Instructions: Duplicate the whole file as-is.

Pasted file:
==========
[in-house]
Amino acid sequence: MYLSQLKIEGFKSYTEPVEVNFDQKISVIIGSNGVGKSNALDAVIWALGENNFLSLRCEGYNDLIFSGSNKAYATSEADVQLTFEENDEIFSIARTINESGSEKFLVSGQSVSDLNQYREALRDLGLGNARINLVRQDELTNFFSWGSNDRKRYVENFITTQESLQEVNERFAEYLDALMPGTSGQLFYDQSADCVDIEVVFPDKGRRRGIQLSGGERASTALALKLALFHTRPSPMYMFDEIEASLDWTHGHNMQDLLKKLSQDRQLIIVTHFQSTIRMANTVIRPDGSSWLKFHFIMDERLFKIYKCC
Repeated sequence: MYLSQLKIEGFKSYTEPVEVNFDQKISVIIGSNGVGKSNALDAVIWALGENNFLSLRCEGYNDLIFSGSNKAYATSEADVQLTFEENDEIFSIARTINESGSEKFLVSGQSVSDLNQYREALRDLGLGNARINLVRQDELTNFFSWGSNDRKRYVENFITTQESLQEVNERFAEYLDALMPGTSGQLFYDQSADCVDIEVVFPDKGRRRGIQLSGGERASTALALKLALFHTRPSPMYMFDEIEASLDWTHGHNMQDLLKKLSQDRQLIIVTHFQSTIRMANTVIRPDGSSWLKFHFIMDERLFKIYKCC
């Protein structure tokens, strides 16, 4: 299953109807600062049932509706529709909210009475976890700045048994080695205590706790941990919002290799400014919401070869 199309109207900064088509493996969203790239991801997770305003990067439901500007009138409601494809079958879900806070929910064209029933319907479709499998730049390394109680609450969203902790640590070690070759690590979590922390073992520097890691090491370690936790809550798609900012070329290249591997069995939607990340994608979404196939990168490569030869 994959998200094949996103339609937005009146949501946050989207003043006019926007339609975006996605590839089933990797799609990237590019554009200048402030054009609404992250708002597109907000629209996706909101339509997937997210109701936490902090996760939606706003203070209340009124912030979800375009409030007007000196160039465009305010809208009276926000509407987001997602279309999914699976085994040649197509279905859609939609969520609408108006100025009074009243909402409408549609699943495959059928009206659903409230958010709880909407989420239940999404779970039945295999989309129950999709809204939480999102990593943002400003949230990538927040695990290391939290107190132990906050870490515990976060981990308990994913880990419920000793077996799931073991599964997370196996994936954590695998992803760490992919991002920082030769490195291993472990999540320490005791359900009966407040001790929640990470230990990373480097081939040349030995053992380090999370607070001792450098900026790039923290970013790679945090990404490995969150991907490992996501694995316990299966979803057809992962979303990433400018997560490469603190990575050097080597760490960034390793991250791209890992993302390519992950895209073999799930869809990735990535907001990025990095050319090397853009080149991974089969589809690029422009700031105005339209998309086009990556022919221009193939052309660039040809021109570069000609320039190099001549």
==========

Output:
[in-house]
Amino acid sequence: MYLSQLKIEGFKSYTEPVEVNFDQKISVIIGSNGVGKSNALDAVIWALGENNFLSLRCEGYNDLIFSGSNKAYATSEADVQLTFEENDEIFSIARTINESGSEKFLVSGQSVSDLNQYREALRDLGLGNARINLVRQDELTNFFSWGSNDRKRYVENFITTQESLQEVNERFAEYLDALMPGTSGQLFYDQSADCVDIEVVFPDKGRRRGIQLSGGERASTALALKLALFHTRPSPMYMFDEIEASLDWTHGHNMQDLLKKLSQDRQLIIVTHFQSTIRMANTVIRPDGSSWLKFHFIMDERLFKIYKCC
Repeated sequence: MYLSQLKIEGFKSYTEPVEVNFDQKISVIIGSNGVGKSNALDAVIWALGENNFLSLRCEGYNDLIFSGSNKAYATSEADVQLTFEENDEIFSIARTINESGSEKFLVSGQSVSDLNQYREALRDLGLGNARINLVRQDELTNFFSWGSNDRKRYVENFITTQESLQEVNERFAEYLDALMPGTSGQLFYDQSADCVDIEVVFPDKGRRRGIQLSGGERASTALALKLALFHTRPSPMYMFDEIEASLDWTHGHNMQDLLKKLSQDRQLIIVTHFQSTIRMANTVIRPDGSSWLKFHFIMDERLFKIYKCC
């Protein structure tokens, strides 16, 4: 299953109807600062049932509706529709909210009475976890700045048994080695205590706790941990919002290799400014919401070869 199309109207900064088509493996969203790239991801997770305003990067439901500007009138409601494809079958879900806070929910064209029933319907479709499998730049390394109680609450969203902790640590070690070759690590979590922390073992520097890691090491370690936790809550798609900012070329290249591997069995939607990340994608979404196939990168490569030869 994959998200094949996103339609937005009146949501946050989207003043006019926007339609975006996605590839089933990797799609990237590019554009200048402030054009609404992250708002597109907000629209996706909101339509997937997210109701936490902090996760939606706003203070209340009124912030979800375009409030007007000196160039465009305010809208009276926000509407987001997602279309999914699976085994040649197509279905859609939609969520609408108006100025009074009243909402409408549609699943495959059928009206659903409230958010709880909407989420239940999404779970039945295999989309129950999709809204939480999102990593943002400003949230990538927040695990290391939290107190132990906050870490515990976060981990308990994913880990419920000793077996799931073991599964997370196996994936954590695998992803760490992919991002920082030769490195291993472990999540320490005791359900009966407040001790929640990470230990990373480097081939040349030995053992380090999370607070001792450098900026790039923290970013790679945090990404490995969150991907490992996501694995316990299966979803057809992962979303990433400018997560490469603190990575050097080597760490960034390793991250791209890992993302390519992950895209073999799930869809990735990535907001990025990095050319090397853009080149991974089969589809690029422009700031105005339209998309086009990556022919221009193939052309660039040809021109570069000609320039190099001549």